Klarna will now let you pay them

Klarna will now let you pay them so you can pay them less money

Great news for those of you already feeling subscription fatigue: you can subscribe to buy now, pay later (BNPL) service Klarna for $7.99 a month.

At first look, this seemed pretty fucking weird to me. I mean, the entire point of Klarna is that you can basically do layaway without paying any kind of interest; Klarna has worked with a wide array of retailers — from Dolce & Gabbana to 1-800-Flowers.com to Macy’s — to create this service. So what’s the customer value in the subscription?

Klarna will now let you pay them so you :

Well, let’s say you shop at, I dunno, Target or Kroger or Safeway. These retailers aren’t connected with Klarna, so if you try to use the service there, you have to pay a transaction fee of up to $2. “The main proposition of Klarna Plus right now is that you don’t pay any service fees,” David Sandstrom, the chief marketing officer of Klarna, told CNBC. “So if you love Klarna and if you love shopping at Target and Walmart, it makes a ton of sense financially.”

I am somewhat less sure about that, but we’ll come back to my questions in a minute. What I do feel sure of is that this is Klarna trying to goose its rumored IPO. The subtext of the announcement is, “Hey look, another revenue stream!” After all, Klarna’s value dropped to almost $8 billion from about $46 billion last year, which, ouch. As a result, Klarna has become the poster child of overly exuberant investments in fintech, according to no less of an expert than the Financial Times.

At the risk of sounding like a dang broken record: this is, of course, linked to interest rates. For most of Klarna’s history — the company started in 2005 — interest rates have been pretty close to zero. Easy cash was everywhere! But rising interest rates might make more people fail on their payments.

Klarna offers several ways to split payments. First, paying in four installments with 25 percent down ahead. Second, paying over the course of 30 days. Third, short-term loans, with an APR of as high as, uhhhh, 33.99 percent.

Now, to be clear, part of Klarna’s strategy is that some people won’t pay on time. That means late fees — $7 per missed payment — and finally, debt collection. About a quarter of BNPL users in the UK have been charged these fees in the last six months of 2023, and younger customers were more likely to get stuck with them. Some people also took a hit on their credit score or were called by debt collectors.

Part of Klarna’s value offering is that it doesn’t require a hard credit check, which can affect your credit score. (It does a soft check instead.) So if your credit is bad, you can still use it — and avoid a hard pull that can further lower your credit score. The problem here, of course, is that if you do pay your loan off on time, your credit score doesn’t change. But it can be damaged if you miss payments.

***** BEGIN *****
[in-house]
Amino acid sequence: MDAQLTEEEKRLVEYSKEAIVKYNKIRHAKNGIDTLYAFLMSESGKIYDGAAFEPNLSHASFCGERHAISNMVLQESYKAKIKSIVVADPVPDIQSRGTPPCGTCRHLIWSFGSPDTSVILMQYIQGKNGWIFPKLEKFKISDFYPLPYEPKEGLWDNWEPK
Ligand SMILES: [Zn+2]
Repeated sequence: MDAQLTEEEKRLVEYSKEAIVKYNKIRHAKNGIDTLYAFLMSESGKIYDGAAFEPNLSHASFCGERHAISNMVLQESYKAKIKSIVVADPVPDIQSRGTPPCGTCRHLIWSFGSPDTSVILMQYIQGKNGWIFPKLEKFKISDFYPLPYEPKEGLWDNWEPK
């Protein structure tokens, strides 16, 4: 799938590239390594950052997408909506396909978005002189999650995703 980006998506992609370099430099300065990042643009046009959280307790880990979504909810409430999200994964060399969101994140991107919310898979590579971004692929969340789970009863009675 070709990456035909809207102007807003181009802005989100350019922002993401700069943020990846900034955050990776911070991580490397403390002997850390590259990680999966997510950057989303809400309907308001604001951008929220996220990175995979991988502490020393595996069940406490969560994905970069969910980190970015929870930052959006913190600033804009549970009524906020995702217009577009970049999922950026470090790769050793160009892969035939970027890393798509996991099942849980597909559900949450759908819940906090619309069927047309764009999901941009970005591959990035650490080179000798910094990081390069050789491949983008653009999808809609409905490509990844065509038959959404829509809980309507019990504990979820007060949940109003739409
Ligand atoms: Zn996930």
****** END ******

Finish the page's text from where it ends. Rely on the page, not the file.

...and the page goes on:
I am going to leave aside the question of whether BNPL generally is bad for society. (There is a strong case to be made that it is, in fact, good.) I want to focus on Klarna, which was profitable from its founding until 2018, Fortune stated. But when the company started trying to grow its position in the US market, it began a long string of quarterly losses, starting in 2019, that only ended last year.

So between the new interest rate environment and the new investor focus on profitability, Klarna has some incentives to offer new goods that will make its IPO juicy. From an investor’s viewpoint, the subscription plan means recurring revenue, which is good, and a new revenue stream, which is also good. And in case you were curious about who that news release is really for, Klarna makes sure to note it’s sprinkled some AI on its business.

But I wonder whether Klarna Plus is a good deal for buyers. Klarna’s news release says that the subscription will save people… $12 a month on fees.

The news release also says that users will get exclusive deals worth up to $30 a month. I find this somewhat befuddling: if you’re in a financial position where saving $12 a month is important, why would you want to be pushed to spend more money with “exclusive deals”? Remember, Klarna’s value proposition to the businesses it courts is that it pushes people to spend more money. “Businesses of all sizes grow with Klarna,” its website says. “Turn our high-intent shoppers into loyal customers with performance-driven marketing solutions.” It promises “up to 70% increase in revenue” to businesses that use Klarna to give “shoppable content that sells.” Hmm!

The UK survey says most Klarna users pay off their debt without incurring fees. For Klarna, the most valuable customers are those who are likely to pay late fees. And the images marketing officer Sandstrom uses are telling: Walmart, Target, Amazon, Costco. You know, the big box retailers where people buy ordinary staples — which suggests the model targets people who are having trouble with increases in the cost of living.

If those people are happily paying off their debt, Klarna gets the subscription fee. I don’t see anything in Klarna’s news release about saving on late fees with Klarna Plus. So if you don’t pay off your loan, you’re paying the monthly fee and the late fees.

Anyway, Klarna may or may not offer more features soon. Originally, ts marketing officer told CNBC that the company was planning to start a high-interest savings account, then retracted his statements after publication. Given Klarna’s IPO plans, I expect any upcoming features will be highly appealing to potential investors. But will they be good for Klarna’s customers?

Updated 7:50PM ET: Clarifies that Klarna doesn’t do a hard credit pull, and adds that the company retracted its marketing officer’s statements to CNBC after publication.

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